Thrifts — savings and loans institutions that use depositor’s funds to make loans — increased their share of originations of mortgages for one- to four-family homes to 30 percent during the third quarter, compared with 21.5 percent a year ago.

But the savings and loan industry’s enthusiasm for mortgages also had a downside, with profits falling 84 percent to $704 million, according to a report by the Office of Thrift Supervision.

Thrifts booked $4.29 billion in profits during the third quarter a year ago, and $3.83 billion just a quarter ago.

The decline in profit was due to higher loan-loss provisions and losses on sales of loans for thrifts engaged most heavily in originating mortgage for sale on the secondary market, the report said.

The 831 thrifts supervised by OTS originated $185.7 billion in loans during the third quarter, an 8 percent increase from a year ago but down slightly from the $194.6 billion in loans originated in the second quarter.

All told, thrifts were forced to boost loan loss provisions to 0.92 percent of average assets during the third quarter, a sharp increase from 0.38 percent in the second quarter and 0.22 percent a year ago .

“Troubled assets” — loans 90 days or more past due, and repossessed assets — made up 1.19 percent of thrifts’ $1.57 trillion in assets, up from 0.95 percent in the previous quarter and 0.64 percent a year ago.

The number of “problem thrifts” — according to an OTS scoring system based on examinations of their books — increased from five thrifts a year ago to 12 thrifts at the end of the third quarter.

“Despite the difficult environment, I am encouraged that the managers of OTS-regulated institutions are taking the appropriate steps to provide a cushion for the future,” OTS Director John Reich said in a statement accompanying release of the report. Strong capital and higher loan-loss allowances “will serve thrifts well if housing markets weaken further,” he said.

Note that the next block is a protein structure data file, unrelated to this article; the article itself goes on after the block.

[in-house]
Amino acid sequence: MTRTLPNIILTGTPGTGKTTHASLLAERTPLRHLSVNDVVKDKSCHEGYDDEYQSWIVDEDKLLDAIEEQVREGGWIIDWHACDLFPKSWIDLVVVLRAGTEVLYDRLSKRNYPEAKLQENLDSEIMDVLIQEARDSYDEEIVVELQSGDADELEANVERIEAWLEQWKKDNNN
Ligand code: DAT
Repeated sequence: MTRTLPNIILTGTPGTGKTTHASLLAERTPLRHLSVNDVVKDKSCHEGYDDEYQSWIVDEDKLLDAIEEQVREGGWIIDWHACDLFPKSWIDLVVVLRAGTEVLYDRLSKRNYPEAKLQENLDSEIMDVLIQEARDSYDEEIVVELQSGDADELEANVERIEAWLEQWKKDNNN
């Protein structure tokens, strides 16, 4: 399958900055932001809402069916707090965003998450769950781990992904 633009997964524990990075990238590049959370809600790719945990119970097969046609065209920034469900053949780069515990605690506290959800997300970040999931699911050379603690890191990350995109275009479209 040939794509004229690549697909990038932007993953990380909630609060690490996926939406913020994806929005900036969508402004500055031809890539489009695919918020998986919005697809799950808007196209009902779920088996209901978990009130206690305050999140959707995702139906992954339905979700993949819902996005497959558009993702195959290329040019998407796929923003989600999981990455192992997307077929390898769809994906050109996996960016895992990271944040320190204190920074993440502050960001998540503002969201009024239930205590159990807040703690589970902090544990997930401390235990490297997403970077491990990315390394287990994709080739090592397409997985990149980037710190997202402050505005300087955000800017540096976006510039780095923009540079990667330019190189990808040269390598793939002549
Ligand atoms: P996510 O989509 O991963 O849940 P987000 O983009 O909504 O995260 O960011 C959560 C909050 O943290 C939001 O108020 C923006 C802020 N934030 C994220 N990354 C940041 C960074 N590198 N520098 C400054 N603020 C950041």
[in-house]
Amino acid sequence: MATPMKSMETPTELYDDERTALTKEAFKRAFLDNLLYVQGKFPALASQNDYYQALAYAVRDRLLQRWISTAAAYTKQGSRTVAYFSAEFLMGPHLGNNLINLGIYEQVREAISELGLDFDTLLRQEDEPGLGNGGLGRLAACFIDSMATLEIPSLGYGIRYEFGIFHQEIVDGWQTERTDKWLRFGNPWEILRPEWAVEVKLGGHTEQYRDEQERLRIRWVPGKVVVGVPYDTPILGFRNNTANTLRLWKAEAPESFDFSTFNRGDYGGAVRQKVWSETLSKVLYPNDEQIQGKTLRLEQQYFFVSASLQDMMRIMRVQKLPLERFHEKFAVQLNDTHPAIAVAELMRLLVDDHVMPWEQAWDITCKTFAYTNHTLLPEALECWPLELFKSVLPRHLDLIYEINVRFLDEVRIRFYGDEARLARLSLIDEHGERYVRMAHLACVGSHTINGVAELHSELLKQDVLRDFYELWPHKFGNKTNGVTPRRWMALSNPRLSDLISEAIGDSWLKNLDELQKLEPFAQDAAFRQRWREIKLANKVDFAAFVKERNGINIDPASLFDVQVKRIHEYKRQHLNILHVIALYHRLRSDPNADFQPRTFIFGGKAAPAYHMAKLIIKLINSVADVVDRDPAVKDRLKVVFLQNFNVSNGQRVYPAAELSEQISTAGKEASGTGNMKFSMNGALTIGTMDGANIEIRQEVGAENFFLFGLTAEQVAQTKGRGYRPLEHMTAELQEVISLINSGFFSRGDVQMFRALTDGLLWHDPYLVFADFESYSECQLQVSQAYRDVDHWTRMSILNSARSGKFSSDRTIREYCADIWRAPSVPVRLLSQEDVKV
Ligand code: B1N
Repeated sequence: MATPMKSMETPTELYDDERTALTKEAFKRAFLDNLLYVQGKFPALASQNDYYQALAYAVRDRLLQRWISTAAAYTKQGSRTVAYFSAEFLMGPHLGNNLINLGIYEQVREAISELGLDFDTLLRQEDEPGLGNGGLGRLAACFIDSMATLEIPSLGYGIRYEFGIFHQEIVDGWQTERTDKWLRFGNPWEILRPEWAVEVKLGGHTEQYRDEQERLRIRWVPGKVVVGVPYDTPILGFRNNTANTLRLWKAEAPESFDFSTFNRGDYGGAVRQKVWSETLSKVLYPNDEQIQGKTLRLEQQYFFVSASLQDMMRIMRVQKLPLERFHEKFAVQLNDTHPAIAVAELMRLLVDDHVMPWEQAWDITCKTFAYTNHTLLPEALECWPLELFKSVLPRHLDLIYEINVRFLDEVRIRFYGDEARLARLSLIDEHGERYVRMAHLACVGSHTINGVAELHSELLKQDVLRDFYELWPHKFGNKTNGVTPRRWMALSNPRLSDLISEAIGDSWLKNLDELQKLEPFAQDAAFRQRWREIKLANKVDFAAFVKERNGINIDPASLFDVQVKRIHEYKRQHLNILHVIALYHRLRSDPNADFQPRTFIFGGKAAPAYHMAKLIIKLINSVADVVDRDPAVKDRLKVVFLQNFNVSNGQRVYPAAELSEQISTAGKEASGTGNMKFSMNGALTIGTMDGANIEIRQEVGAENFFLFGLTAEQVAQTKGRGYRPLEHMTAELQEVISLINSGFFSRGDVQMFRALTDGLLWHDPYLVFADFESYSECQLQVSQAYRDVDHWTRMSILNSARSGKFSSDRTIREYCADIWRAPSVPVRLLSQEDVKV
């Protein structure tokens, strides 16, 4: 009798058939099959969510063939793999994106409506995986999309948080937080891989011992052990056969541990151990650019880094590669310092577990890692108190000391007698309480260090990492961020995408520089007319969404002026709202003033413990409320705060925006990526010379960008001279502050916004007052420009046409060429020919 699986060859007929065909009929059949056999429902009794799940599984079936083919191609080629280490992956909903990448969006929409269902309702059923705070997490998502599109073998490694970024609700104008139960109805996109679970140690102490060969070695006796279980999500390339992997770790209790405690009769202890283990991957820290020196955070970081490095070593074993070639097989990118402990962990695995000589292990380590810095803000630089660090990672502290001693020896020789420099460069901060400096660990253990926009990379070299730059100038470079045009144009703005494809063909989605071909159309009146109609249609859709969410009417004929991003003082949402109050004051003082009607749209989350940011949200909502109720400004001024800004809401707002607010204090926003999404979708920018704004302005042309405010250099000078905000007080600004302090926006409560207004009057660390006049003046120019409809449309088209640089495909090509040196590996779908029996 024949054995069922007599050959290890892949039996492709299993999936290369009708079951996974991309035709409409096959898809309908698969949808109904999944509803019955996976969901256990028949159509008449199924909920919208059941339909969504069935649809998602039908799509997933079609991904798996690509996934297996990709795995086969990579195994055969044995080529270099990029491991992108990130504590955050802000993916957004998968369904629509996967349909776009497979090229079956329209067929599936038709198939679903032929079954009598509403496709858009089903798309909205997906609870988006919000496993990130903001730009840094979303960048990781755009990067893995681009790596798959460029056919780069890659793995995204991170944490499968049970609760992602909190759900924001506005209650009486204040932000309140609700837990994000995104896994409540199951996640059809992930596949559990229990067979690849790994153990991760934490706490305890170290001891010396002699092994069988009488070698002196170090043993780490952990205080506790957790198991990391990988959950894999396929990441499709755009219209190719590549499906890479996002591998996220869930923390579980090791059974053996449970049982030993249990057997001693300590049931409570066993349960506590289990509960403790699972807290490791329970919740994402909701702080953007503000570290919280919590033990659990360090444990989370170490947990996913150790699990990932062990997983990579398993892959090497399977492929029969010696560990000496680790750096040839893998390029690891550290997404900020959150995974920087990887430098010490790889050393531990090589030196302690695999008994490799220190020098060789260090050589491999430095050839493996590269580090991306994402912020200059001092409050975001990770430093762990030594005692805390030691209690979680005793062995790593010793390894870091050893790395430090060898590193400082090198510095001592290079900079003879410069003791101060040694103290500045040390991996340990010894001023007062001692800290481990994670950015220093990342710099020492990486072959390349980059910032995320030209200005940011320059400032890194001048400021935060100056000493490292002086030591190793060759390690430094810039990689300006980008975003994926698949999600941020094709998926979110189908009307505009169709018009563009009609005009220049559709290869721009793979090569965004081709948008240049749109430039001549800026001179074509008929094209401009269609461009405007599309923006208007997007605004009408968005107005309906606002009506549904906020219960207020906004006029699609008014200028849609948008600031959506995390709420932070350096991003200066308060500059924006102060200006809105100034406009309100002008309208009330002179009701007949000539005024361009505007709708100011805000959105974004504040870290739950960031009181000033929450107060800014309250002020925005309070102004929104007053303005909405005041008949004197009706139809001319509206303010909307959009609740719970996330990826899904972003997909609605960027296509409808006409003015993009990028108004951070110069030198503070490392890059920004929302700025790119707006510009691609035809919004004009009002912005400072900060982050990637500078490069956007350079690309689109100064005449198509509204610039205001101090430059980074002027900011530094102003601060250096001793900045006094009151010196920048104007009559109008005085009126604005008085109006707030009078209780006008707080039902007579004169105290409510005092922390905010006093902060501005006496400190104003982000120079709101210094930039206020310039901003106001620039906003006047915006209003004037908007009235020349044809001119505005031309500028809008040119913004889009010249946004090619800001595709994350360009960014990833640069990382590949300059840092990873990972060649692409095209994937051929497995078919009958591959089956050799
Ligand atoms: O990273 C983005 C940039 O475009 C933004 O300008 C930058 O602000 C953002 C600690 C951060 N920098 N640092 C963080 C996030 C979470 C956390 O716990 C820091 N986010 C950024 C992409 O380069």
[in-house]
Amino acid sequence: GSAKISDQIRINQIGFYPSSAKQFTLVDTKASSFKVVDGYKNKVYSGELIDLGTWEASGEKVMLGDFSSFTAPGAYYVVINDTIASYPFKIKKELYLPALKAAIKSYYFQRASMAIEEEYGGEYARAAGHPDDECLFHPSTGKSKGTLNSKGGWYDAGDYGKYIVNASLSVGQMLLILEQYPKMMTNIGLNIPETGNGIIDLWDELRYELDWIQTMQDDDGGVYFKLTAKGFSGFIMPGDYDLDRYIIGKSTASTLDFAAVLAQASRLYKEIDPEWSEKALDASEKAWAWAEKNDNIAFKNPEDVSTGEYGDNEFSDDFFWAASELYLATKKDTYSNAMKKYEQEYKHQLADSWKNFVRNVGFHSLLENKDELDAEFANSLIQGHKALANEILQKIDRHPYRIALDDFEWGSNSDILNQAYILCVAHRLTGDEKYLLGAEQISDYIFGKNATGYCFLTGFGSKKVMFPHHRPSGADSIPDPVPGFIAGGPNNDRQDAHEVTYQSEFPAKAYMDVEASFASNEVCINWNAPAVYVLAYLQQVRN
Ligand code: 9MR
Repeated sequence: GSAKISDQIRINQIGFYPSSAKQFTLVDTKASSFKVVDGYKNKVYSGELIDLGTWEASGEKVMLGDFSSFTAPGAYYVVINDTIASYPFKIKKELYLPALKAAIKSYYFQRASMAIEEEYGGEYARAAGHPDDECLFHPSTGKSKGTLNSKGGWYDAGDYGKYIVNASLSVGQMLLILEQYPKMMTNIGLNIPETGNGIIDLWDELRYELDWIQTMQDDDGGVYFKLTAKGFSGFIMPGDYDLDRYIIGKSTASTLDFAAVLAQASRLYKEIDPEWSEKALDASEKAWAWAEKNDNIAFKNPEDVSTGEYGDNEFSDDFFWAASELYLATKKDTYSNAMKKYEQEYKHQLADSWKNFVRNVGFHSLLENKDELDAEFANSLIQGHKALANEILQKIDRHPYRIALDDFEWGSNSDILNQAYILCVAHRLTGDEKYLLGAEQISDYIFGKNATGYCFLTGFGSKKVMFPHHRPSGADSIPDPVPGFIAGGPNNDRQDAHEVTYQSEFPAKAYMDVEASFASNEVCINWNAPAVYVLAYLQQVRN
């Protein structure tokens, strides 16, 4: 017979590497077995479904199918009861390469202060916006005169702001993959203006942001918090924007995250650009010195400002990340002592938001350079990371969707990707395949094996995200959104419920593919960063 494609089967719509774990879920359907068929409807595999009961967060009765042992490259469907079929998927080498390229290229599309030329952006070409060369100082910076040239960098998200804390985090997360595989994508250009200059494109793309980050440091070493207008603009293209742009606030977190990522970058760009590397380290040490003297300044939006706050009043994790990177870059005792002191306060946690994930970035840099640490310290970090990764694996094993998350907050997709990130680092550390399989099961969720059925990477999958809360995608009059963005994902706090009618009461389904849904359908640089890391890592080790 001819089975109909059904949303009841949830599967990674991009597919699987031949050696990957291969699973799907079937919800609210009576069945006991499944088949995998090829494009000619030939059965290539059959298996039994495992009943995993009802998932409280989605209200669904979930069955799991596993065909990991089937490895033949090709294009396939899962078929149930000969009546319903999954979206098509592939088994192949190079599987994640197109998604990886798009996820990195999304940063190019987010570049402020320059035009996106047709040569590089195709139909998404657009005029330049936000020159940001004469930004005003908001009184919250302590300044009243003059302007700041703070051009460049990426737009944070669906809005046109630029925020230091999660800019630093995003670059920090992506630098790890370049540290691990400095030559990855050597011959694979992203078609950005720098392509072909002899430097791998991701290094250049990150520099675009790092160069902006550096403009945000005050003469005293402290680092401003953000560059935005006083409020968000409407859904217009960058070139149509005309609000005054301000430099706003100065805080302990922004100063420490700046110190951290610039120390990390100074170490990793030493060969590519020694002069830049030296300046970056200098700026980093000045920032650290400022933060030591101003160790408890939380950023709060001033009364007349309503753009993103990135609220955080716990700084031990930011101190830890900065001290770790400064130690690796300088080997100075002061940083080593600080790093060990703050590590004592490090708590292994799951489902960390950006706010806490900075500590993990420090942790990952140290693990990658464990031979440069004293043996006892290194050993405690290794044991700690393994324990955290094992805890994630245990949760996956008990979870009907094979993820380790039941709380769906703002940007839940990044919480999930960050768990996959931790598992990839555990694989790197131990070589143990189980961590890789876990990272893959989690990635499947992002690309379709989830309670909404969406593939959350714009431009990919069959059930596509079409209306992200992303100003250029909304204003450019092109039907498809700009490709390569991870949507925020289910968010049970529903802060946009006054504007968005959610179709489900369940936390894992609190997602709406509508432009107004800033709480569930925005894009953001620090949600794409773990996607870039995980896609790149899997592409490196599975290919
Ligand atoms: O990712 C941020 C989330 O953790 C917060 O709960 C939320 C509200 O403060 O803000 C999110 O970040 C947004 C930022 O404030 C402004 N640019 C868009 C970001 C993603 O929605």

In an Oct. 3 address to the British Bankers’ Association, Reich said thrifts have “a degree of insulation” from volatility in mortgage markets, in part because of access to diverse sources of funding.

These include their broad deposit bases, advances from the U.S. Federal Home Loan Bank System, and liquidity from the ability to sell mortgage loans directly to Fannie Mae and Freddie Mac. Thrifts also tend to have specialized knowledge of their local markets and the deep roots in the communities they serve, Reich said.

Thrifts increased their market share of mortgage originations even as they reduced the percentage of assets invested in one- to four-family mortgage loans to 50.7 percent, down from 54.6 percent one year ago. Of one- to four-family mortgage loans, 7.1 percent were home equity lines of credit, up from 6 percent a year ago.

An estimated 13 percent of thrift’s mortgage originations during the third quarter were adjustable-rate mortgages, down from 26 percent a year ago quarter, but up slightly from 10 percent in the second quarter of 2007.

Those figures track closely to the ARM share for all lenders, which according to monthly surveys by the Federal Housing Finance Board averaged 13 percent in the third quarter, 11 percent in the prior quarter and 19 percent in the third quarter one year ago.

Refinance loans accounted for 44 percent of thrift originations in the third quarter, up from 27 percent in the third quarter one year ago, but down from 48 percent in the prior quarter.

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